Toyota raised its global sales target for this year to 8.58 million vehicles, up 21 percent from the previous year, as incentives for ecological cars lift demand in Japan.
Toyota Motor Corp., which struggled from production interruptions last year caused by Japan's tsunami and flooding in Thailand, raised its forecast for Japan sales Wednesday to 1.63 million vehicles from an earlier 1.53 million. The latest forecast marks a 36 jump from the previous year.
Toyota has been aiming for a comeback and had said in December that it plans to sell 8.48 million vehicles in 2012.
The Japanese automaker behind the Lexus luxury car and the Camry sedan sold 7.95 million vehicles in 2011, down 6 percent from 2010.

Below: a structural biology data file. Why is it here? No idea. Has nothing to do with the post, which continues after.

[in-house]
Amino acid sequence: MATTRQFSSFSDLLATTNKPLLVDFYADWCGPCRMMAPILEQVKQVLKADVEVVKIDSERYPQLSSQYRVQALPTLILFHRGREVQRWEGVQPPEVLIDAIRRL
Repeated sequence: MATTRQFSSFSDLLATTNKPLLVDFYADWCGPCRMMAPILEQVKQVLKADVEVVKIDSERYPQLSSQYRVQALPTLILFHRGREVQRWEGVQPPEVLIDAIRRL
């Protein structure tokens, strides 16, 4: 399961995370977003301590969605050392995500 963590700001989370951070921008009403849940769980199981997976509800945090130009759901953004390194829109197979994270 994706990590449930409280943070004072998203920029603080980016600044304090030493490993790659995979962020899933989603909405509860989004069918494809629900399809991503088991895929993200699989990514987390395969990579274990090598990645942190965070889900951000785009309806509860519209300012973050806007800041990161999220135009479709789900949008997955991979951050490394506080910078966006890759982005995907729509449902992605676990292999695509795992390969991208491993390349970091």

Even with the improved forecasts, Toyota is unlikely to be back as the world's top automaker. Last year, General Motors Co. regained that spot, selling 9.03 million vehicles, the crown it had for seven decades before losing it to Toyota in 2008.
Toyota finished fourth in 2011 with 7.9 million vehicles sold. Its sales were hurt last year because the March earthquake in Japan slowed its factories, and dealers ran short of cars to sell.
Auto industry analysts predict a tight race this year between GM, Volkswagen AG of Germany, Toyota and the joint venture between Nissan Motor Co. and Renault SA.
In 2011, Volkswagen took second place with record global sales of 8.16 million, up 14 percent from the year before. The French-Japanese alliance of Renault and Nissan was third, selling 8.03 million vehicles.
Toyota's Prius gas-electric hybrid and other ecological cars have been a hit with Japanese consumers despite a languishing auto market overall because of government-backed subsidies. The Prius was Japan's top-selling vehicle in 2011 for the third straight year.
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